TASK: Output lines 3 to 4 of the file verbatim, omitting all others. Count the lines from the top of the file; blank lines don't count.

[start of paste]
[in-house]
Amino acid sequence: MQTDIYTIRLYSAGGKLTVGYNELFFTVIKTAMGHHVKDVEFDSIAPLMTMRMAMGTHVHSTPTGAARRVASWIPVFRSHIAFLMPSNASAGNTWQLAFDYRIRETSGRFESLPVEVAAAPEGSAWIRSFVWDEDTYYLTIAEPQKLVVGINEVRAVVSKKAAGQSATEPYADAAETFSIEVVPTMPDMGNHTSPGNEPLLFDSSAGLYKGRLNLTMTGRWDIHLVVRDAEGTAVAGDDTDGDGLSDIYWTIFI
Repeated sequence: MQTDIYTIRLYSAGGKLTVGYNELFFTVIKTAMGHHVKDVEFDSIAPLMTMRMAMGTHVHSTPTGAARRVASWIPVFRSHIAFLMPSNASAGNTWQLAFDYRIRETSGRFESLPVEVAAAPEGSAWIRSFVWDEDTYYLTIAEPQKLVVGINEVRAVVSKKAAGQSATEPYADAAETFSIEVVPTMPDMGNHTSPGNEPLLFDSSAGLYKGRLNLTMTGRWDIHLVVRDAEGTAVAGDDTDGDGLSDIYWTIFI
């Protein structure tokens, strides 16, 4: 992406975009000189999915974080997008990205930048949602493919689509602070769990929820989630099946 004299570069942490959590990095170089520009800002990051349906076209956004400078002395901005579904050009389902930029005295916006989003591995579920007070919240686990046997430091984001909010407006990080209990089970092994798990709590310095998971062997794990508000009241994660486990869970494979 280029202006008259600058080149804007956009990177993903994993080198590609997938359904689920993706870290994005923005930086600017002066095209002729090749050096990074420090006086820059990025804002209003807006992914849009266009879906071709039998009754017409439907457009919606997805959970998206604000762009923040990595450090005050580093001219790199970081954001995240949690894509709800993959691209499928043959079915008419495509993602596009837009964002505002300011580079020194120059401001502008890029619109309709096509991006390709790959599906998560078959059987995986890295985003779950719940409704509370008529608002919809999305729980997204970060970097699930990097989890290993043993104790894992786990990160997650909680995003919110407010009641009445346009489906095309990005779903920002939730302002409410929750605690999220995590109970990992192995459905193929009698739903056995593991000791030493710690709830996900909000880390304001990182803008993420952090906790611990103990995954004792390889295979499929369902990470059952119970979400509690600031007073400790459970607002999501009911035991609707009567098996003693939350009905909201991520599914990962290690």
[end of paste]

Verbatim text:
Repeated sequence: MQTDIYTIRLYSAGGKLTVGYNELFFTVIKTAMGHHVKDVEFDSIAPLMTMRMAMGTHVHSTPTGAARRVASWIPVFRSHIAFLMPSNASAGNTWQLAFDYRIRETSGRFESLPVEVAAAPEGSAWIRSFVWDEDTYYLTIAEPQKLVVGINEVRAVVSKKAAGQSATEPYADAAETFSIEVVPTMPDMGNHTSPGNEPLLFDSSAGLYKGRLNLTMTGRWDIHLVVRDAEGTAVAGDDTDGDGLSDIYWTIFI
């Protein structure tokens, strides 16, 4: 992406975009000189999915974080997008990205930048949602493919689509602070769990929820989630099946 004299570069942490959590990095170089520009800002990051349906076209956004400078002395901005579904050009389902930029005295916006989003591995579920007070919240686990046997430091984001909010407006990080209990089970092994798990709590310095998971062997794990508000009241994660486990869970494979 280029202006008259600058080149804007956009990177993903994993080198590609997938359904689920993706870290994005923005930086600017002066095209002729090749050096990074420090006086820059990025804002209003807006992914849009266009879906071709039998009754017409439907457009919606997805959970998206604000762009923040990595450090005050580093001219790199970081954001995240949690894509709800993959691209499928043959079915008419495509993602596009837009964002505002300011580079020194120059401001502008890029619109309709096509991006390709790959599906998560078959059987995986890295985003779950719940409704509370008529608002919809999305729980997204970060970097699930990097989890290993043993104790894992786990990160997650909680995003919110407010009641009445346009489906095309990005779903920002939730302002409410929750605690999220995590109970990992192995459905193929009698739903056995593991000791030493710690709830996900909000880390304001990182803008993420952090906790611990103990995954004792390889295979499929369902990470059952119970979400509690600031007073400790459970607002999501009911035991609707009567098996003693939350009905909201991520599914990962290690």